Alleged killers say they’re too young for responsibility
At least two teenagers accused of the gang killing of 15-year-old Solomone Taufeulungaki are expected to argue they were too young to understand what they were doing was wrong.
The two 13-year-old boys were among 11 people - nine of whom were children - who last week were charged with murder over the brutal attack on the much-loved schoolboy, known as Solo, in Deer Park on June 16.
As the pair made a bid for bail in the Supreme Court on Wednesday much emphasis was put on their young age.
Justice Paul Coghlan said the youth had the doli incapax rule - which applies to children aged 10 to 14 who are not sufficiently developed to appreciate the difference between right and wrong - "in their favour".
Under the rule, the prosecution will have to prove beyond reasonable doubt the child's development is such that he or she knew that it was morally wrong to engage in the conduct.
The court heard one of the teens was captured on CCTV footage running after Solomone with a glass bottle.
The other boy was on three counts of bail for other offending at the time.
Police will allege there had been growing tensions between two youth groups in the western suburbs in the lead up to the melee, in which some armed themselves with baseball bats and knives.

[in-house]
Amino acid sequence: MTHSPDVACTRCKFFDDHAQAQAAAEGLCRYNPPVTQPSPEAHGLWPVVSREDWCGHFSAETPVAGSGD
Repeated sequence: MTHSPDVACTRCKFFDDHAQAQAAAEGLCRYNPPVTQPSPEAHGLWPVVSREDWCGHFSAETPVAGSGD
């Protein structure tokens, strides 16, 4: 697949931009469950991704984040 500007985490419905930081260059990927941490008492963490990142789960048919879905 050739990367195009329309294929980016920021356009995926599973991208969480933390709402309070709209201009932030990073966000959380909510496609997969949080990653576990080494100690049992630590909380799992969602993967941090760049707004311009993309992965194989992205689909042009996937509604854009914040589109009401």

"There is gang activity at the heart of this which is very concerning," Justice Coghlan said.
Three other co-accused - two aged 14 and another 15 - also joined in the bail application.
The court heard one of the 14-year-olds is the older brother of one of the 13-year-olds and that "peer pressure" may have been involved.
In June, all five teen accused were charged with affray and violent disorder offences over the fatal attack and freed on bail by a children's court magistrate.
But they were taken back into custody last week after the homicide squad upgraded their charges to murder.
Prosecutor Mark Gibson has opposed their release on bail again, saying there had been multiple breaches from each of the accused since their earlier release in June.
He said the two brothers accused were caught out meeting with others, including a witness in the case, on October 10.
Another co-accused had breached curfew four times, he said.
But Justice Coghlan said the breaches paled in comparison to the improvements in their engagement in school and home life while on bail, describing it as "quite remarkable" they had stayed out of trouble for four months.
The experienced judge reserved his decision to next week, but indicated his initial thoughts would be to grant bail on strict conditions.
He said the delay due to COVID-19 on the justice system could see them not face a trial until 2022.
"For the life of a 13-year-old to be put on hold in detention for two years is a very significant thing," he said.
Originally published as Alleged killers, 13, say they're too young for responsibility